3. Numerical Examples

In this section, AICLTS, AICLMS, and AICBS are compared with and . In this study, 50 independent replicates of 3 independent uniform random variables on of , and and 50 independent normally distributed errors were generated. The true model is given by , for , using two variables and . We have computed the following , based on the respective estimation criterion: (i) estimation; (ii) -estimator; (iii) estimator; (iv) estimator; and (v) estimator. In order to illustrate the robustness to outliers, we consider the following cases:(a)vertical outliers (outliers in the only),(b)good leverage points (outliers in the and ),(c)bad leverage points (outliers in the only).

For all situations, we randomly generate (0%, 5%, 10%, 20%, 30%, and 40%) of outliers from and distributions, respectively. For each of these settings we simulate 1000 samples.

3.1. Simulation Result

The resulting fit to the data is classified as one of the following:(i)correct fit (true model);(ii)overfit (models containing all the variables in the true model plus other variables that are redundant);(iii)under fit (models with only a strict of the variables in true model);(iv)wrong fit (model that are neither of the above).

Tables 3, 4, and 5 show detailed simulation result for different versions of methods. For uncontaminated datasets, the classical AIC performs best, compared to robust AIC. By introducing vertical outliers, the classical AIC selects a large proportion of wrong fit models and, as expected, the robust AIC will usually (i.e., with higher proportion) select the correct model.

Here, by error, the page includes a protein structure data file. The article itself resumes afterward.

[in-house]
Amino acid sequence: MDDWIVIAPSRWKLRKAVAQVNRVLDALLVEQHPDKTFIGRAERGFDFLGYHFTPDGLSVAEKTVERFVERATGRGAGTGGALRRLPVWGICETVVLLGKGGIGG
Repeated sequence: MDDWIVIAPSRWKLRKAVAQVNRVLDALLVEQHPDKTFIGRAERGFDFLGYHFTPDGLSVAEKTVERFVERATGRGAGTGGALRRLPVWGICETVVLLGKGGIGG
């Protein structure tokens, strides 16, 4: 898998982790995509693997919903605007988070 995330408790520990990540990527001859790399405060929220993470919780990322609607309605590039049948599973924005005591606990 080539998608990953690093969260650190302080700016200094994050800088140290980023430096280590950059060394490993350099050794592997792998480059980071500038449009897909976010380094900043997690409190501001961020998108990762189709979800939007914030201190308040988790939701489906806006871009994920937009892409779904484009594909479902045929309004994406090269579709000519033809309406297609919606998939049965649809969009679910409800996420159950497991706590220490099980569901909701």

For bad leverage points, we observe that tends to produce overfit and with high level of contamination it takes a higher proportion of wrong fit. However, tend to produce either an under fit or wrong fit model. However, the robust estimate produces comparable power in the presence of bad leverage points.

For good leverage points, tends, also, to produce overfit. On the other hand, the robust tend to produce either correct fit or under fit model.

3.2. Example 2 (Stack Loss Data)

Stack loss data was presented by [10]. This data set consists of 21 observations on three independent variables, and it contains four outliers (cases 1, 3, 4, and 21) and high leverage points (cases 1, 2, 3, and 21). The data are given in Table 6.

We applied the traditional and robust versions of methods on the data. Table 7 shows that the classical method selects the full model, and robust method ignored one of the important variables (), whereas robust methods, based on high break down points estimators, agreed with the importance of the two variables, and .

4. Conclusions

The least trimmed squares () and the least median squares () are robust regression methods, frequently used in practice. Nevertheless, they are not commonly used for selecting models. This paper introduced the Akaike Information Criterion () based on and scales, which are robust against outliers and leverage point. Our simulation result illustrated excellent performance of AICLTS and AICLMS for contaminated data sets. This paper focused on the variable selection criteria; one might be interested in extending other robust model selection criteria to advanced robust breakdown point estimation methods, such as , , or BS estimators. In addition, this paper has considered regression model with continuous variables; however, future studies might consider mixed variables (i.e., continuous and dummy).


Proof of Theorem 1. Consider where where
Inserting (A.2) into (A.1) yields

Conflict of Interests

The author declares that there is no conflict of interests regarding the publication of this paper.


The author would like to thank Professor Nor Aishah Hamzah and Dr. Rossita M Yunus for their support to complete this study. The author is also grateful to the anonymous reviewers for their valuable comments on earlier draft of this paper. This research has been funded by University of Malaya, under Grant no. RG208-11AFR.